Following my recent question Customizing ODT output from mk4ht oolatex and a improved process alternative described here: Use ODT Template for make4ht (which makes use of direct formatting by using existing / created styles stored in a odt document/template) I'd like to ask what needs to be done on the tex/compilation side with make4ht to connect a style in the odt template to a custom command or environment in a latex file.

For example:

I create a style called test in a odt file called basic.odt.
enter image description here

I compile a tex file (see below for MWE) with "C:\texmfs\install\miktex\bin\make4ht.exe" -f odt+odttemplate "test.tex" "odttemplate=./refTemplates/basic.odt" which compiles my tex file with make4ht with a pointer to the template odt file.





    This is a normal paragraph.

    \section{Custom style access test}

    test text in the first level of section hierarchy 

    more text

        This is a test environment.


    more text


The main concern is that the output files don't reflect that they used the test style.

The first point to clarify:

  1. What does make4ht require to let the lua script take over and extract the required css formatting from the style in the template odt file? I was hoping to use these odt template files and move away from the Configure commands in the cfg files, which I never successfully modified to work for other styles (see quote example in Customizing ODT output from mk4ht oolatex... I couldn't even rename all instances in tex and cfg files from quote to cmdquote without compile errors).

  2. Since certain styles (like section) are accessible without any interface cfg manually created or customized I assume either

    a) no custom cfg files are needed and my test commands/environments are to minamalistic or b) these have already been pre-configured (like in a class or sty file)? If it is the latter where are these documented or stored so I can learn from these pre-existing examples?


You must still configure the test environment to use the test style. And to make it more difficult, if you want to use the paragraph style, you must configure the paragraph handling for the environment. Try this configuration:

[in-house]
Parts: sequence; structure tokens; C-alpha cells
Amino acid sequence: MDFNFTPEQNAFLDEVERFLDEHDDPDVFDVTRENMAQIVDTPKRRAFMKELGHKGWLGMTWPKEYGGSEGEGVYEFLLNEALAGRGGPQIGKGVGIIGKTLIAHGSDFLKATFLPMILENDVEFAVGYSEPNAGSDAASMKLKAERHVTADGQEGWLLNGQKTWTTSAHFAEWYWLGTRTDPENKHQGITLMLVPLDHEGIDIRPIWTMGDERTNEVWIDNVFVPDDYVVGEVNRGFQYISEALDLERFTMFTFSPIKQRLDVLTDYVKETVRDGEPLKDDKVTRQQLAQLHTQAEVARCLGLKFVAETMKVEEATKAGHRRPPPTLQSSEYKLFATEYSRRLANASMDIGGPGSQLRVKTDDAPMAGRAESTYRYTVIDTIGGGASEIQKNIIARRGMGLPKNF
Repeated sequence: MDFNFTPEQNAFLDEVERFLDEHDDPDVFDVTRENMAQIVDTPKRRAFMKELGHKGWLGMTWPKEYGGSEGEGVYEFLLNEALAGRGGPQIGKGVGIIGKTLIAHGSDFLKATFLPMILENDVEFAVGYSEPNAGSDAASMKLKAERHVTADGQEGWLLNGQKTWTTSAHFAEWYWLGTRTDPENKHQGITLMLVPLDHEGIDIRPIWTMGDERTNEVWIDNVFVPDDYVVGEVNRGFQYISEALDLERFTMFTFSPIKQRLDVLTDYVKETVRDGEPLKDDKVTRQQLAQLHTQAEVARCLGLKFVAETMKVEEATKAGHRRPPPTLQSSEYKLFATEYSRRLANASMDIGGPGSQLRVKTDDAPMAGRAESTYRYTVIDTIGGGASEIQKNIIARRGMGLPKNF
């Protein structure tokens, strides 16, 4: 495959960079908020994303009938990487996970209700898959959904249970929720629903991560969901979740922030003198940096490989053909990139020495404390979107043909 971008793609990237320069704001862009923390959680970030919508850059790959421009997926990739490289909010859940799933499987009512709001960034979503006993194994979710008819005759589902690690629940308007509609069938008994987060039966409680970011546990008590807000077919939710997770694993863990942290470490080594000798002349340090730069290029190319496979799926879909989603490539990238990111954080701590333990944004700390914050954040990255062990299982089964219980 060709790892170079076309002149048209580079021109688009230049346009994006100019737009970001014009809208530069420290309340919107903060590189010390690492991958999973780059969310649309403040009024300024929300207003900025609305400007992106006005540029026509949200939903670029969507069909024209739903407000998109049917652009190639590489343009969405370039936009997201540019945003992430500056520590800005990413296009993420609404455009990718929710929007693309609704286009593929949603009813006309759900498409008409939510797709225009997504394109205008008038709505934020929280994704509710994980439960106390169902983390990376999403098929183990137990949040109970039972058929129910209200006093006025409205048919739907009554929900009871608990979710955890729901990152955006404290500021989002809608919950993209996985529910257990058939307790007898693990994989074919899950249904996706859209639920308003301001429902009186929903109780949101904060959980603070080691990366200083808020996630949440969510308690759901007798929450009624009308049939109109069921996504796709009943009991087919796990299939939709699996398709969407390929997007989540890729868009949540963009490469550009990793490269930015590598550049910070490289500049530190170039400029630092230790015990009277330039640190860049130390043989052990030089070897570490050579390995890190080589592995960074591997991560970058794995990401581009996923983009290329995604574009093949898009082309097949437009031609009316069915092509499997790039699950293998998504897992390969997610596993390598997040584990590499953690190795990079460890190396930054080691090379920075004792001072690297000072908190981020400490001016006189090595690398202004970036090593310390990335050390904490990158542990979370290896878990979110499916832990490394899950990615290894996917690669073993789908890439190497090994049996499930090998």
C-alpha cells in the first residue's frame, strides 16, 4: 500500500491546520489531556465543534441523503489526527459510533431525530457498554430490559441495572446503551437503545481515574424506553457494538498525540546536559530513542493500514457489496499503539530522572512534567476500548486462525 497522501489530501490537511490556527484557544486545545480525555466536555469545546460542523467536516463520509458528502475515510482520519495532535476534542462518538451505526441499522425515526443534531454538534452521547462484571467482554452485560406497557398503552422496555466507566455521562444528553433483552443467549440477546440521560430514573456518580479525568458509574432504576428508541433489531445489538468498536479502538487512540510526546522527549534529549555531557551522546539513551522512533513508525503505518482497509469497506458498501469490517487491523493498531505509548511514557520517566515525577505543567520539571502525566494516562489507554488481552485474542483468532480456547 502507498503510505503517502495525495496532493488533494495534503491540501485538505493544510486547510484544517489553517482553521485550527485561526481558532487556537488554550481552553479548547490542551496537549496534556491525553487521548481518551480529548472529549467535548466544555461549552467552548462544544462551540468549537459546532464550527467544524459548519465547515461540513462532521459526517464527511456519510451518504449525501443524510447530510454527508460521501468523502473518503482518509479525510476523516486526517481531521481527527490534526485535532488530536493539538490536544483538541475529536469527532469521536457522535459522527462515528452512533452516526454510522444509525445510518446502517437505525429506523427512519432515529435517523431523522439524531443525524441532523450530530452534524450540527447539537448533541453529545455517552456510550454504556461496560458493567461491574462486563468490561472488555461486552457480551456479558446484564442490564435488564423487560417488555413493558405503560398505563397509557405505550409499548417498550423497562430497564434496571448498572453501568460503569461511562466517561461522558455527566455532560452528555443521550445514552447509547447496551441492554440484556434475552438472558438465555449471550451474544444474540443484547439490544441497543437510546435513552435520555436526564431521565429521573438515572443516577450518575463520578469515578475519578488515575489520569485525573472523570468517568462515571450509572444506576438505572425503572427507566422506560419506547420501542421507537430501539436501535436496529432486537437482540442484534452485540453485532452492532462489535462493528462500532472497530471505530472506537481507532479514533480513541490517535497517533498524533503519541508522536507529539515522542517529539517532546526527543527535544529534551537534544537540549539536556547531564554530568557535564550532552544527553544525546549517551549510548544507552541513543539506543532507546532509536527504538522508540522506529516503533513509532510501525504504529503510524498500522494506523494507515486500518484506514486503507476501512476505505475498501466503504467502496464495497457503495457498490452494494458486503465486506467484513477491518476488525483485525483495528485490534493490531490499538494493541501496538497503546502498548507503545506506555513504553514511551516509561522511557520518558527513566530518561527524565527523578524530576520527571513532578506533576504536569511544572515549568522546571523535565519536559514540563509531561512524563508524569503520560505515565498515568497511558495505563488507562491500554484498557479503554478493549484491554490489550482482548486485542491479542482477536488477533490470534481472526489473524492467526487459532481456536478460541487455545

% to simplify the things

% configure the environment
% when you want to modify the paragraph style, you must redefine the paragraph configuration to 
% use the test style name
{\EndP \HCode{<text:p text:style-name="test">}}%
{\EndP \HCode{<text:p text:style-name="test">}}%



As you can see, you must configure the HtmlPar configuration, to insert <text:p text:style-name="desired style name">. It cannot be inserted automatically. Normally, you would insert style for the test style using \NewConfigureOO and \ConfigureOO commands, but as you configure it in the template file, you don't need it in this case and I will not show that. Some information about usual styling for the ODT output can be found here.

The default styles used by tex4ht aren't unfortunately documented, you can only search for \ConfigureOO in the literate sources of the ODT output.

I've also updated the odttemplate extension to actually join the styles from the template and the generated file, because you would lose additional styles added by tex4ht if you used just basic ODT file created by LibreOffice.

This is a result from empty ODT file with declared test style:

enter image description here

  • Thanks, I can't wait to try this out! I've cloned the make4ht project into my scripts folder, replacing the one miktex created but when I compile my tex file I just get a corrupted odt file, so I assume I just need to wait until the binary aspects of the package get updated with miktex.
    – EngBIRD
    Jan 23 '19 at 0:48
  • @EngBIRD ah, do you get any errors towards the end of compilation? Especially with Xtpipes? Or some zip error?
    – michal.h21
    Jan 23 '19 at 8:01
  • @EngBIRD new version of make4ht should be available in few days in distributions.
    – michal.h21
    Jan 23 '19 at 11:35
  • I do remember seeing a zip error go past, but I didn't think that was anything new... I seem to remember getting that message all the time in the past but with no ultimate consequence. I could just be remembering snippets from the console during debug efforts as I've been trying a lot of things in the last year or so with mk4ht and make4ht.
    – EngBIRD
    Jan 23 '19 at 12:43
  • @EngBIRD usually the corrupted ODT file means that there is a XML error, so something must be wrong with either styles or the main text
    – michal.h21
    Jan 23 '19 at 12:50

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